In any company, be it profit or non-profit, the ultimate goal is to continue providing the services that keep the company is business. What these services are and how a company goes about providing them often changes over the years. A change that is becoming more popular in the service industry is the implementation of metrics as a way to determine employee productivity and success.
Metrics are defined goals that, in this case, create a conceptual guideline to being an efficient worker in a specific setting. Metrics can change for every department, specialty, or even person, depending on how a company decides to utilize them. They have become popular in recent years in sales settings, as metrics help track the productivity goals that often lead to sales and bonuses, so employees who follow the metrics are rewarded. Because they serve as a marker by which administrations can determine productivity by the standards that they set, metrics are becoming more commonplace, now even working their way into hospitals and care centers.
While this strategy to create an efficient workplace does have its ups and downs, it is not the end of the world. Take a look at how we breakdown metrics in workplaces and determine if that is a good fit for you.
As we said, metrics are, in their most essential form, markers of productivity. In concept, metrics are supposed to be defined limits that, when followed, keep customers happy and employees working fluidly. While the concept of metrics is certainly enticing on paper, its practical application can leave a lot to be desired in most workplaces.
If metrics are implemented at all levels of a company, it can produce a sense of community and comradery amongst those who depend on each other to complete their metrics. This is especially difficult to achieve in high volume workplaces as people do not often have time to double check or assist in the work of others. In setting like that, metrics can create discourse if people’s goals depend on others being effective in their roles as well. No one wants to feel as though they are being punished because someone else did not do their work.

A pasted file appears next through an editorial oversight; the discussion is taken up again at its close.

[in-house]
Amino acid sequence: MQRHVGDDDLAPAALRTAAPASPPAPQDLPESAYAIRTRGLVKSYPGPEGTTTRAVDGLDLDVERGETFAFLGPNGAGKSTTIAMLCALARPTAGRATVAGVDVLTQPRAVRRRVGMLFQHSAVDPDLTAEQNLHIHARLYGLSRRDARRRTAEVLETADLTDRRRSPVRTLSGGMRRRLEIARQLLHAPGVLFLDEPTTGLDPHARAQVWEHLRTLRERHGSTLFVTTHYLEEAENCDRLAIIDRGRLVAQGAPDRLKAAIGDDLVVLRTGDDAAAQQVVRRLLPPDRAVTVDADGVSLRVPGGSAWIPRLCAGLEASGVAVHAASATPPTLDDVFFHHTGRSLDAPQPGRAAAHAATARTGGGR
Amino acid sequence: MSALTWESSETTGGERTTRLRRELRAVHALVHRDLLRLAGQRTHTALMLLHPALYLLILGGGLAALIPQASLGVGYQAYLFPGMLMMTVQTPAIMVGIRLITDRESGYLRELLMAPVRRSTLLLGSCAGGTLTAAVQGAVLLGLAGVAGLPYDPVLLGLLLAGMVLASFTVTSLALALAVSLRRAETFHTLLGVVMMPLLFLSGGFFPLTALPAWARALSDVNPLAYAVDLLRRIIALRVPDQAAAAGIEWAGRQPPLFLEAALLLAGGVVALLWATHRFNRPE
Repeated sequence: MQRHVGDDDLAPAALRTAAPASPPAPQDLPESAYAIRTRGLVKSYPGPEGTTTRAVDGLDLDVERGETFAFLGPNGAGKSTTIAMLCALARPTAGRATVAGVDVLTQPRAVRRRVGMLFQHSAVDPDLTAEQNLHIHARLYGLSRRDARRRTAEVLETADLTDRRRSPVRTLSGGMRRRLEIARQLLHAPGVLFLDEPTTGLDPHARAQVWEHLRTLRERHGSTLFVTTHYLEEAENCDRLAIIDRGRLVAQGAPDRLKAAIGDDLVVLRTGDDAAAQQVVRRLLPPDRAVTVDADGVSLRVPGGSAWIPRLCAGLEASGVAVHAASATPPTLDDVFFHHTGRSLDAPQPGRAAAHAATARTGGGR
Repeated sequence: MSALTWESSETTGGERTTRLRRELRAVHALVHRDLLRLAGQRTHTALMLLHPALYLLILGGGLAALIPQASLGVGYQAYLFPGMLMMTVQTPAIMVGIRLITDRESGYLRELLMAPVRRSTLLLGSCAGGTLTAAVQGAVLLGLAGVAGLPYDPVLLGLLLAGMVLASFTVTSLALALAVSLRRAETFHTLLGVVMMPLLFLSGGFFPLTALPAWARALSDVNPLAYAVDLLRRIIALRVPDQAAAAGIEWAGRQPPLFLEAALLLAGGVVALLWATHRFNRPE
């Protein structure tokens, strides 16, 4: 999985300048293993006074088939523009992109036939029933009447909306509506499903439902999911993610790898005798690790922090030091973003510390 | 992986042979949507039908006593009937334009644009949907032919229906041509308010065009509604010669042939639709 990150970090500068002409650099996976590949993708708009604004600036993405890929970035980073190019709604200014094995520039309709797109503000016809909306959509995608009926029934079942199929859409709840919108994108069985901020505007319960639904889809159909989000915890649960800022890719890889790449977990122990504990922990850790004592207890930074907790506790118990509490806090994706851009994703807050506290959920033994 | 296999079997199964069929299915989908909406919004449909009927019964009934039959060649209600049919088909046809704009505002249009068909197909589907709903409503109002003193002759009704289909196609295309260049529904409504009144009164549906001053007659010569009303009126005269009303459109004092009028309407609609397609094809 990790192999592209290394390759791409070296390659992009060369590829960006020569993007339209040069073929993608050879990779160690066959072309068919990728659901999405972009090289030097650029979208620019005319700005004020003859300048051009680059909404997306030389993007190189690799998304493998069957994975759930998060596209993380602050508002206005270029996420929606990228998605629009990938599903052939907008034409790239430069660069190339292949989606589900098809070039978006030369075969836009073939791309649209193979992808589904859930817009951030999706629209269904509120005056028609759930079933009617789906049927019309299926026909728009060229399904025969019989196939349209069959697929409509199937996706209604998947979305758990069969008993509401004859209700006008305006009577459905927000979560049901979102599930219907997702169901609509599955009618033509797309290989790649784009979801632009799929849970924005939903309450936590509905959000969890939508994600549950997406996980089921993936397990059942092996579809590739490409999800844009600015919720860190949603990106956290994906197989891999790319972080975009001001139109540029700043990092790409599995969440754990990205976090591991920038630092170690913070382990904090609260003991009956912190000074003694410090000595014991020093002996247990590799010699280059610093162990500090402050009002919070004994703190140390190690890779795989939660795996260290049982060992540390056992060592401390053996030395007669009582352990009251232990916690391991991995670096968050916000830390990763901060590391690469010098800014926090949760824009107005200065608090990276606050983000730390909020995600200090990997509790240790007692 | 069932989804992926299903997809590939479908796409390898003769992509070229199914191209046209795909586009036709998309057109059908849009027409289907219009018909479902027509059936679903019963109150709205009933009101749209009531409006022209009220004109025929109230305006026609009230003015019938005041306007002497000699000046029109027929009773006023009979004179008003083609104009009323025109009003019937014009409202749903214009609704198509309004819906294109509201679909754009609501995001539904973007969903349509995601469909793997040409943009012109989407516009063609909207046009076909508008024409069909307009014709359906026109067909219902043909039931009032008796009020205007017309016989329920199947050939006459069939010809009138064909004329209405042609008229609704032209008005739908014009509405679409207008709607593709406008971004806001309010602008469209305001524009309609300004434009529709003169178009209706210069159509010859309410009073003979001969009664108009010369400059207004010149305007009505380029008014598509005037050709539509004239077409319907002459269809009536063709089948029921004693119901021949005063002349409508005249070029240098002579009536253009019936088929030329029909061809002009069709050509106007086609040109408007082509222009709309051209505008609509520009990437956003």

On the other hand, metrics can be overwhelmingly positive when placed in entry-level or compensation jobs. In entry level, they serve as a way to let those who are new to the industry adjust to the expectations of their future roles. For jobs that offer compensation, such as sales opportunities, metrics help by showing the standards top sellers hit to convert a phone call into a sale. If employees are told that the average is 100 sales calls a week where 50 people will answer, 10 will be interested, and 2 will buy, then they know that if their goal is to sell 10 items a week to make commission, they can make a plan to hit those numbers.
Non-metric settings have their ups and downs too. While it is easy to criticize a structure that you can see, it can be harder to recognize where issues are brewing when there is no measurement in place. In non-metric settings, teams are often addressed for the shortcomings of individuals, as there might not be a way to tell who needs what kind of assistance. While that can still address a problem, it often eats up excessive time and can make productive employees feel as though their hard work is being overlooked.
From a positive perspective, non-metric settings allow for creative and dedicated workplace settings. Without a measured marker of what administrative bodies consider to be success, employees will often share tips and tricks for the trade that they have honed over the years. Additionally, it allows for people in service settings to spend more time caring for the customers or patients that they are with instead of watching a timer or trying to get them to fill out a survey.
An implementation of metrics is certainly not the end of the world, no matter where you work. Metrics in a service industry like healthcare could prove to be a different beast entirely, depending on what they are and who they are assigned to. Using metrics at the entry areas, such as check-in counters or insurance verification spots, is a good place to start. Healthcare centers can benefit from having metrics in place for the time it takes to have patients checked-in, necessary forms filled, and informed of their next steps, or monitor the backend of the process, looking at check-out processes or room-turnover. That being said, having metrics placed on you as a provider can cause an astronomical increase in day-to-day stress as it can limit a provider’s ability to properly care for their patients, so it is important to discuss metrics with employees to understand where they would be most effective.
When interviewing for new opportunities, if you are curious about whether or not you will be in a metrics-based position, be sure to ask. Unlike asking about pay or benefits, this is a question that companies will often gladly answer off the back. If the company has seen success with their metrics program, then they will likely be excited that you brought it up. If they have not has success or if they do not plan to use metrics, companies usually do not mind letting you know, as experimentation is simply part of growing as a company.
If you are looking for a new opportunity, metrics based or otherwise, check out our job page here! If you are looking for something a little different than what we have available, send us an updated resume here and we will connect with you as soon as possible.